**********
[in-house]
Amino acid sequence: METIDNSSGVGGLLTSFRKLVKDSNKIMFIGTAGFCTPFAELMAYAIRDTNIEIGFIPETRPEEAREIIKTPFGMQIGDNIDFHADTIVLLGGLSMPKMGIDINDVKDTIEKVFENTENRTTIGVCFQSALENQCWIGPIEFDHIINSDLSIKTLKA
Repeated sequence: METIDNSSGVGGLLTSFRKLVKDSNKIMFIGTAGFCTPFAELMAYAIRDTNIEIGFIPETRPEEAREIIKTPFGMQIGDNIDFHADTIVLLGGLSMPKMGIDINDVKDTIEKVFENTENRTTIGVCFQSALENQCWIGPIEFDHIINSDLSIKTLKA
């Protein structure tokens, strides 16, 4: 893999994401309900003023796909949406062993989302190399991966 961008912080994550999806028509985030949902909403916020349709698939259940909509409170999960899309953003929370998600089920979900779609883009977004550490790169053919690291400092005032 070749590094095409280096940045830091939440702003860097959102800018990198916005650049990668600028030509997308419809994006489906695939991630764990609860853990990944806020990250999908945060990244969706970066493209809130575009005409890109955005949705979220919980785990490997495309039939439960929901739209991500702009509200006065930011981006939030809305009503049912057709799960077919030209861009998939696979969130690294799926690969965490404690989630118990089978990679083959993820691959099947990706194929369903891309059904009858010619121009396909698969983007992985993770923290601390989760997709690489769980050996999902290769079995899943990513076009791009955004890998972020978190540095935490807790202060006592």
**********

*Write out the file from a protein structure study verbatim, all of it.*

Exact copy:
[in-house]
Amino acid sequence: METIDNSSGVGGLLTSFRKLVKDSNKIMFIGTAGFCTPFAELMAYAIRDTNIEIGFIPETRPEEAREIIKTPFGMQIGDNIDFHADTIVLLGGLSMPKMGIDINDVKDTIEKVFENTENRTTIGVCFQSALENQCWIGPIEFDHIINSDLSIKTLKA
Repeated sequence: METIDNSSGVGGLLTSFRKLVKDSNKIMFIGTAGFCTPFAELMAYAIRDTNIEIGFIPETRPEEAREIIKTPFGMQIGDNIDFHADTIVLLGGLSMPKMGIDINDVKDTIEKVFENTENRTTIGVCFQSALENQCWIGPIEFDHIINSDLSIKTLKA
């Protein structure tokens, strides 16, 4: 893999994401309900003023796909949406062993989302190399991966 961008912080994550999806028509985030949902909403916020349709698939259940909509409170999960899309953003929370998600089920979900779609883009977004550490790169053919690291400092005032 070749590094095409280096940045830091939440702003860097959102800018990198916005650049990668600028030509997308419809994006489906695939991630764990609860853990990944806020990250999908945060990244969706970066493209809130575009005409890109955005949705979220919980785990490997495309039939439960929901739209991500702009509200006065930011981006939030809305009503049912057709799960077919030209861009998939696979969130690294799926690969965490404690989630118990089978990679083959993820691959099947990706194929369903891309059904009858010619121009396909698969983007992985993770923290601390989760997709690489769980050996999902290769079995899943990513076009791009955004890998972020978190540095935490807790202060006592």